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WELL-MADE CDS SPARK INTEREST\Atlas encourages junior explorers.

Byline: Greg Kane Knight-Ridder Tribune News Wire

Here's a look at software that helps children learn about geography and natural history. These programs all come on multimedia CDs, which means they include photographs, video clips, virtual reality animation, recorded speech and music. Bad multimedia is an empty marketing gimmick. Good multimedia turns a Macintosh into a learning machine that captures kids' interest and imagination.

3D Atlas ($65, Electronic Arts, (800) 543-9778) is part atlas, part almanac, part reference book.

Your kids can explore continents and countries with the program's satellite based maps. Better still, they can study economic and political trends with a world almanac that ranks and graphs nations according dozens of details like population density, average annual income and number of doctors (The Comoros has 31). Audio clips and video animations explain topics like the disappearance of the Aral Sea, plate tectonics and Coordinated Universal Time.

Like all good multimedia software, 3D Atlas uses movement, color and sound to improve on even the best printed atlas. Expect the kids to spend hours browsing.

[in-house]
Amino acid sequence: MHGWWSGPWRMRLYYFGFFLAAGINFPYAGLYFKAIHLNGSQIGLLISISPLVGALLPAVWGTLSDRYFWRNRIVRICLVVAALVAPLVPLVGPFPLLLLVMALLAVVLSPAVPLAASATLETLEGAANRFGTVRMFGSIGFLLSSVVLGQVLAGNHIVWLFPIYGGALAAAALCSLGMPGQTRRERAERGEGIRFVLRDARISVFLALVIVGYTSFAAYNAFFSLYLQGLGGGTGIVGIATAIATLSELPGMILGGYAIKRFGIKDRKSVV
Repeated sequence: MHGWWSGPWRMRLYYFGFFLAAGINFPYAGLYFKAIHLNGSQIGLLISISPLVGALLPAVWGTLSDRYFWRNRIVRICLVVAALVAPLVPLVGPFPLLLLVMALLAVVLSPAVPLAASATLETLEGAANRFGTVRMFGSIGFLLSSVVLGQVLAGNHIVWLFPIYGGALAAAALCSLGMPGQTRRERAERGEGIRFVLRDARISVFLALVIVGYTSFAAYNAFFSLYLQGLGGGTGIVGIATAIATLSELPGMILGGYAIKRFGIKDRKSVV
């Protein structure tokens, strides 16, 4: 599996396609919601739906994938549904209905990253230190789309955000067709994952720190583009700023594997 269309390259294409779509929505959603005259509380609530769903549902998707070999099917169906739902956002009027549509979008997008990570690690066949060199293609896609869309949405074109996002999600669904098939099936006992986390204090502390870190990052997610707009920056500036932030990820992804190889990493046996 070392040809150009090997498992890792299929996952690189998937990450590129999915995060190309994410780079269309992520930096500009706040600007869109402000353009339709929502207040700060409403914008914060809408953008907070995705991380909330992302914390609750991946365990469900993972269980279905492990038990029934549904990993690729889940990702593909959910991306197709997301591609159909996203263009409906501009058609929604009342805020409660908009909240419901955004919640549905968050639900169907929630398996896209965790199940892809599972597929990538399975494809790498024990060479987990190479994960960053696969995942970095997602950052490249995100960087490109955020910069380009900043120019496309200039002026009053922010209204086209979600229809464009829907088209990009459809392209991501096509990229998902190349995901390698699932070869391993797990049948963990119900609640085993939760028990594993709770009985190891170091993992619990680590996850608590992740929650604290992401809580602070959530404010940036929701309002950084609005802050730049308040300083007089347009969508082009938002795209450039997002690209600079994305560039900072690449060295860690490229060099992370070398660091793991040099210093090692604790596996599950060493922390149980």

Continent Explorer ($69, Pierian Spring Software, (503) 222-2044) is an example of multimedia at its pointless worst. Ninety percent of the program's production efforts went into handsome virtual reality fluff, 10 percent went into educational content. If what you need from geography software are dull line drawings that plod your youngster through the names of the states, you'll find Continent Explorer satisfactory.

Passage to Vietnam ($40, Against All Odds, (415) 331-6300) is a CD Day In the Life book. Seventy photojournalists spread out across Vietnam for one week, snapping close to a quarter million pictures. This CD holds more than 300 of the best.

Spectacular images are just the beginning. Sound recordings capture the throb of river traffic. Photographers explain the stories behind their pictures. Video clips introduce Vietnamese culture as the visitors discovered it. This beautiful, respectful, intelligent not-for-kids-only tour de force sets the standard for others to follow.

Nile, Passage to Egypt ($45, Discovery Communications, (800) 762-2189) puts your youngster at the helm of a felucca, ready to sail through the natural and human history of the world's longest river. Excellent photos and virtual reality animations complement thematic video games and an encyclopedia.

Like other multimedia CDs, Passage to Egypt would be better if its written information were fleshed out - Alexander the Great rates only two sentences. Still, the CD is a captivating introduction to the west's oldest civilization.
COPYRIGHT 1996 Daily News
No portion of this article can be reproduced without the express written permission from the copyright holder.
Copyright 1996, Gale Group. All rights reserved. Gale Group is a Thomson Corporation Company.

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Title Annotation:BUSINESS
Publication:Daily News (Los Angeles, CA)
Article Type:Sound Recording Review
Date:Feb 5, 1996
Words:406
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